WSLL @ Your Service February 2011
What's New – Connie Von Der Heide
We're very pleased to announce that the Milwaukee Legal Resource Center has two new Library Associates, Kellee Selden-Huston and Jennifer Grieve. Kellee was formerly a law librarian at the Davis & Kuelthau firm in Milwaukee, and she's currently working on a graduate degree in medical informatics at the Milwaukee School of Engineering. Jennifer received her J.D. from Marquette University Law School in May 2010, and she's currently working on a graduate degree at the UW-Milwaukee School of Information Science. Welcome, Kellee and Jennifer!
February Furlough Day
The State Law Library and Milwaukee and Dane County Legal Resource Centers will be closed on Monday, February 21st for a Director of State Courts designated furlough day.
There are still seats available in our February 22 class, Lawyers and Social Media. Participants in this class will learn how lawyers are using blogs, Twitter, Facebook, LinkedIn and other social media tools and will delve into marketing, research and ethical issues surrounding Web 2.0.
And, just added to our spring schedule: Researching Wisconsin Legislative History: Sources and Strategies will be held Thursday, March 17, 9:00-10:30 a.m. at the State Law Library training room. Come and learn the steps involved in looking for Wisconsin legislative history using both print and online sources – including some timesaving tips.
Further details and registration forms for both of these classes are available on our Classes page.
1836 - 2011: Celebrating Our History – Amy Crowder
"Save the Books!" Was the CrySinged but saved:
scorched books from the Library's collection
107 years ago this month, in the early hours of February 27, 1904, a freshly varnished ceiling in the Wisconsin State Capitol building's Assembly Post Office was found ablaze by a night watchman. Even though the Capitol building had "one of the most advanced firefighting systems of the day," the fire would spread during the ensuing hours due in part to the Capitol's water reservoirs on the roof of the university's Main Hall having been drained for cleaning that evening – unbeknownst to anyone at the Capitol.
At that time, the State Law Library was located on the second floor of the Capitol's north wing. Thick smoked filled the building, making the stairways impassable. Students from the nearby University of Wisconsin raised ladders to the windows of the library and, once inside, began throwing books haphazardly out the windows to the snow banks below. Upon seeing this, Wisconsin Supreme Court Justice R. D. Marshall organized the salvage brigade into lines to pass the books hand-to-hand to nearby stores and wagons.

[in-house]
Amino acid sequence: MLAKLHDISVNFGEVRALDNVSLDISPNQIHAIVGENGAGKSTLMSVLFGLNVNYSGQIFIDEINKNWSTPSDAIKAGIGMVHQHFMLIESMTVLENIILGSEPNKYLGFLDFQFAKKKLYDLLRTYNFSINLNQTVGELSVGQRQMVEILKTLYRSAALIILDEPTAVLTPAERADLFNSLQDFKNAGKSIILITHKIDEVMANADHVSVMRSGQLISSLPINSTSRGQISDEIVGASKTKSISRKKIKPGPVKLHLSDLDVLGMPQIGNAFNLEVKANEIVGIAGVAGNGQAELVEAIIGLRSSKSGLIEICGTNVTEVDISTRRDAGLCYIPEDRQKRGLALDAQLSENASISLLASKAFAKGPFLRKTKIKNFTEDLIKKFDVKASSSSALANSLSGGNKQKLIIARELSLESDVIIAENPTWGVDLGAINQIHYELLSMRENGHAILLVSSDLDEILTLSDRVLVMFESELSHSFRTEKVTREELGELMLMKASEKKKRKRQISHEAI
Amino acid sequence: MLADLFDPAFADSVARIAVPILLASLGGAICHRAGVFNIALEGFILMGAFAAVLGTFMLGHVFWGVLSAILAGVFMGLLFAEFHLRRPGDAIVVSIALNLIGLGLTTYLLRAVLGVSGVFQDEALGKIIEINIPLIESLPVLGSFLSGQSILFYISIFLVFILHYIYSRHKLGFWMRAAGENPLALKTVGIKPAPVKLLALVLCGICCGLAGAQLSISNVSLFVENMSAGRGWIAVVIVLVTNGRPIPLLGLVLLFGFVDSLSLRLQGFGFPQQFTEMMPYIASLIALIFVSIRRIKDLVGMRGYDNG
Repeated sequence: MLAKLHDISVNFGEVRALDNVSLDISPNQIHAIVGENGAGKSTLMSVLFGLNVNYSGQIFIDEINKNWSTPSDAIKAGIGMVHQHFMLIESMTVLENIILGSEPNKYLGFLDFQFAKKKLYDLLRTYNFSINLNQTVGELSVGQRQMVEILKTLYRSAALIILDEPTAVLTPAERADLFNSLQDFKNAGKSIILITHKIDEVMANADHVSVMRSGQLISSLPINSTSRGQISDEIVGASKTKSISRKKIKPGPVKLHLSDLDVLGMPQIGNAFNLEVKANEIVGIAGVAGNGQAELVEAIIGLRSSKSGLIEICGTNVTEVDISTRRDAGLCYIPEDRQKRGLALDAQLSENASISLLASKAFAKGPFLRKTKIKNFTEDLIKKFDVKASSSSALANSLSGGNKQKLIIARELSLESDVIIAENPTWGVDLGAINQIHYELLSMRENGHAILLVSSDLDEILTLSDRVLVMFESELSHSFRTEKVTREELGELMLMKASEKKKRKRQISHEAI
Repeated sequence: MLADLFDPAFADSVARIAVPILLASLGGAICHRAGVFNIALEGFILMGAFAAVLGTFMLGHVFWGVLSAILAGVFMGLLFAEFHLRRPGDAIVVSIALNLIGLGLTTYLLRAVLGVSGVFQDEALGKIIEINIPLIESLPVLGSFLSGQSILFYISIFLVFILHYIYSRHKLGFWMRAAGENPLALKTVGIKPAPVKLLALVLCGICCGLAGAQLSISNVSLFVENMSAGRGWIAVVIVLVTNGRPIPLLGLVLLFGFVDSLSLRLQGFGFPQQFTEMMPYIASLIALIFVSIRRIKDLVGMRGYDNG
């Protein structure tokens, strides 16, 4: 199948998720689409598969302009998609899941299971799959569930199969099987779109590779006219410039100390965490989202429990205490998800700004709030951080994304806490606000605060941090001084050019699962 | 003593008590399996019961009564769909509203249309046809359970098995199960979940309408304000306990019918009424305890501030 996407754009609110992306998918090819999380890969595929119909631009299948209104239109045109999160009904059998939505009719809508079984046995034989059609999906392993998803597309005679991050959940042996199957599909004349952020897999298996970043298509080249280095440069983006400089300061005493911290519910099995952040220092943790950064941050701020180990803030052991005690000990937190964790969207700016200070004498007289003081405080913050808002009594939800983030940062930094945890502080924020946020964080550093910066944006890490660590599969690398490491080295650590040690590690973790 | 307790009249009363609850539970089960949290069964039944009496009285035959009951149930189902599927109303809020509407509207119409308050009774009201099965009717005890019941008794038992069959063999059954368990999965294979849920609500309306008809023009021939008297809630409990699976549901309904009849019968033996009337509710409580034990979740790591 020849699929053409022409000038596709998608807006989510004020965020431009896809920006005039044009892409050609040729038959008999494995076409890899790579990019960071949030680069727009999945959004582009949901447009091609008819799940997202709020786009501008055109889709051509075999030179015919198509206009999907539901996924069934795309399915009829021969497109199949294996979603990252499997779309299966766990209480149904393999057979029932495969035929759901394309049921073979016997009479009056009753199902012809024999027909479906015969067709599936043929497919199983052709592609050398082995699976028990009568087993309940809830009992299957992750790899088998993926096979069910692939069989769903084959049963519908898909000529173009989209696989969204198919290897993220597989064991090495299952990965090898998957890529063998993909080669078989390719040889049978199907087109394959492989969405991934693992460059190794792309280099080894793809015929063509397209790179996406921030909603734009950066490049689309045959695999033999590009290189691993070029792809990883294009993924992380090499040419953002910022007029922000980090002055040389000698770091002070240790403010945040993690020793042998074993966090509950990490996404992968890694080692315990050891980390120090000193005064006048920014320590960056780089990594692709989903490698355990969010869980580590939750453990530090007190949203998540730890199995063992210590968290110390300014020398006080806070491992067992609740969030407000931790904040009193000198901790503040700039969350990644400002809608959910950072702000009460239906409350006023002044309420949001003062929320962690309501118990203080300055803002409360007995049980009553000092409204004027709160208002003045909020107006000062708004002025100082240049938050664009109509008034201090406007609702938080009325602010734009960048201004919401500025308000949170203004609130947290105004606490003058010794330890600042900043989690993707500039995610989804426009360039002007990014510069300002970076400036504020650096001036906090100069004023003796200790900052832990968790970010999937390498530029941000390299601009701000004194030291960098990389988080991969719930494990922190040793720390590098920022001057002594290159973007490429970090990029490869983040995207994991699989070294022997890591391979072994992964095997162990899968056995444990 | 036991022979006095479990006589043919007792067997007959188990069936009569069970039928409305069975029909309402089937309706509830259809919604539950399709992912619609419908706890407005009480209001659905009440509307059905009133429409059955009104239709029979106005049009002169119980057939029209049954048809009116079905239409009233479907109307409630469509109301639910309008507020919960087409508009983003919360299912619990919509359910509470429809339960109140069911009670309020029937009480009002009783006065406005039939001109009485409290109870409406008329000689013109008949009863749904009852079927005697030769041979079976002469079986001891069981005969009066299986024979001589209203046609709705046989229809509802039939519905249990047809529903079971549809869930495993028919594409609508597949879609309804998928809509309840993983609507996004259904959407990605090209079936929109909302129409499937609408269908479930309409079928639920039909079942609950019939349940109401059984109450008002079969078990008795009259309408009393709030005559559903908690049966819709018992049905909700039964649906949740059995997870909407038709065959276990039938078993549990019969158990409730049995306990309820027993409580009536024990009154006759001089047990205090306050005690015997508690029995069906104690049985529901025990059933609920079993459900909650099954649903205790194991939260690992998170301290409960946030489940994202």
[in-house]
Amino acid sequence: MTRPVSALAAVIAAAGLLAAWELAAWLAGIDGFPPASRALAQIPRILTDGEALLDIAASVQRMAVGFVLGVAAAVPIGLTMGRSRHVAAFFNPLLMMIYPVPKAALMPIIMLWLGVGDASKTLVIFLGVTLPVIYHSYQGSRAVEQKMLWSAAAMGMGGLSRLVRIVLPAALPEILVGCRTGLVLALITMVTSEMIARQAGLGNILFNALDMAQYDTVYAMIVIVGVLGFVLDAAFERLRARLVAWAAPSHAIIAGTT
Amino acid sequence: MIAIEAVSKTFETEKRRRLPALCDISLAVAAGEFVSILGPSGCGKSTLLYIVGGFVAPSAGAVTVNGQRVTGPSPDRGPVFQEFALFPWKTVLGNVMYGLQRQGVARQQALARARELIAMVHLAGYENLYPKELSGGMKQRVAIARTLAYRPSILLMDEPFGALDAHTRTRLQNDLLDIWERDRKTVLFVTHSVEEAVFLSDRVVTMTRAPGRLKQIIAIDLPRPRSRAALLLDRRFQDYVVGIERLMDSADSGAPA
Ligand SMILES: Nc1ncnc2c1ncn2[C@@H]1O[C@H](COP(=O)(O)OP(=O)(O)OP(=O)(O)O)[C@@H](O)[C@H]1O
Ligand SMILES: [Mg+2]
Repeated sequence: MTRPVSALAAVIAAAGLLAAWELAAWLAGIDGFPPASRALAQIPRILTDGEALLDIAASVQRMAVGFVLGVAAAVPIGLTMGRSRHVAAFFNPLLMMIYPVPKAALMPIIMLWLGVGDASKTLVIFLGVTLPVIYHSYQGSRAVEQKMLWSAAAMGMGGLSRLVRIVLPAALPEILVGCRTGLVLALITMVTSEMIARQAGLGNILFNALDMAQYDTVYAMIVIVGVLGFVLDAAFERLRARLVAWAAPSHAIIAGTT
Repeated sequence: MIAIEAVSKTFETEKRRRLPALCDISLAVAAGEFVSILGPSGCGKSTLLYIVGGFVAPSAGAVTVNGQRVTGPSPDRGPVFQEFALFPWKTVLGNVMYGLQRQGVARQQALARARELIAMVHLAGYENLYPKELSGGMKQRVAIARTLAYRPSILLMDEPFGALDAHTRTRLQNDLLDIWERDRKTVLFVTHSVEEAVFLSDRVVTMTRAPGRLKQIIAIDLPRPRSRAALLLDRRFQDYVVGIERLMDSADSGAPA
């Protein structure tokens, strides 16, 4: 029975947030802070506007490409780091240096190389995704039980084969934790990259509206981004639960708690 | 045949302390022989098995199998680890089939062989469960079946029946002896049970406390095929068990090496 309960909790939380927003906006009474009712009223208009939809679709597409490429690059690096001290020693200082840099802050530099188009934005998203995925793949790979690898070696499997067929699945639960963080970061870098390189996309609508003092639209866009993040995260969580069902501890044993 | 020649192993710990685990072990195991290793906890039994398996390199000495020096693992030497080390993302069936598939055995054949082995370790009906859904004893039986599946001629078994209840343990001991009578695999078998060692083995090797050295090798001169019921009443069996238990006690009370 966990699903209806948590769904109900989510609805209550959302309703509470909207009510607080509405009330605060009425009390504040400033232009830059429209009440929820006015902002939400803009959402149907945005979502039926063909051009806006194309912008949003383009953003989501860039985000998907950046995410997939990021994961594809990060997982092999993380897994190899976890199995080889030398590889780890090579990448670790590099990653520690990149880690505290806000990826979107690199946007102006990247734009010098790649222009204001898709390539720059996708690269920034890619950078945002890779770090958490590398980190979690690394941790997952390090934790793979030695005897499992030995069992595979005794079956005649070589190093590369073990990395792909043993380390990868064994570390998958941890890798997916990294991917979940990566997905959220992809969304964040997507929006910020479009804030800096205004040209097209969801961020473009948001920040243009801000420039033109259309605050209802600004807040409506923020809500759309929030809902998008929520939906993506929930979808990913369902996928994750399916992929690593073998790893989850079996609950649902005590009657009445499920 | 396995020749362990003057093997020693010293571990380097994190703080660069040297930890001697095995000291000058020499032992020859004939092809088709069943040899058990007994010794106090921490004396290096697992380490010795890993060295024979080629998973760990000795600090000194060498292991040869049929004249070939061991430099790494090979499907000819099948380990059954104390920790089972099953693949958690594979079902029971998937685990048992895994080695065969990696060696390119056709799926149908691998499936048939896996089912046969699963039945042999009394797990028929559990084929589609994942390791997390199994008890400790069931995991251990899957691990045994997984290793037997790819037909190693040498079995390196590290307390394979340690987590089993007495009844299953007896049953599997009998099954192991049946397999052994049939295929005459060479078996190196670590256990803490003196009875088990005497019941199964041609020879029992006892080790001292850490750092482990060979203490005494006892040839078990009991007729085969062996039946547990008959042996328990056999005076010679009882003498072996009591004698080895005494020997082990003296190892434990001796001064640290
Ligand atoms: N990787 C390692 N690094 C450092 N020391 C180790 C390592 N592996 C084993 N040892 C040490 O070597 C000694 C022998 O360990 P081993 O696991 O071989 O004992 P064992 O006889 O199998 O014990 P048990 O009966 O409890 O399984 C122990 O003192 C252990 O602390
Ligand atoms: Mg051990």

By the following day the fire had been extinguished, and the Library's books were eventually returned to their shelves. According to a later account of the fire, only about 100 volumes were lost in the blaze.
To learn more about the Wisconsin State Capitol fire of 1904, read Capitals and Capitols in Early Wisconsin.
"'Save the books,' was the Cry - The Day State Capitol Burned," Wisconsin State Journal, Dec. 20, 1972.
"Capitals and Capitols in Early Wisconsin," by Stanley H. Cravens. Feature article in Wisconsin Blue Book, 1983-1984 edition, pages 48, 50.
"State Library Will Be 100 Years Old this April," The Milwaukee Journal, Sunday Jan. 19th, 1936.
This Just In… – Pete Boll
New Title! Employee Benefits and Executive Compensation in Corporate Bankruptcy, by John R. Cornell et al.
Call Number: KF 1526 .C631 E4 2010
This new edition expands upon the original 2008 edition covering this emerging area of bankruptcy law.
The update reflects significant changes in the economic and legal landscape since the first edition was published - including the bankruptcies of General Motors and Chrysler and the trend toward assets sales with accompanying liquidation. In all, five new chapter-length sections have been added:
- Sales of assets under Bankruptcy Code section 363 (§ 15)
- Liquidation-related benefits matters (§ 16)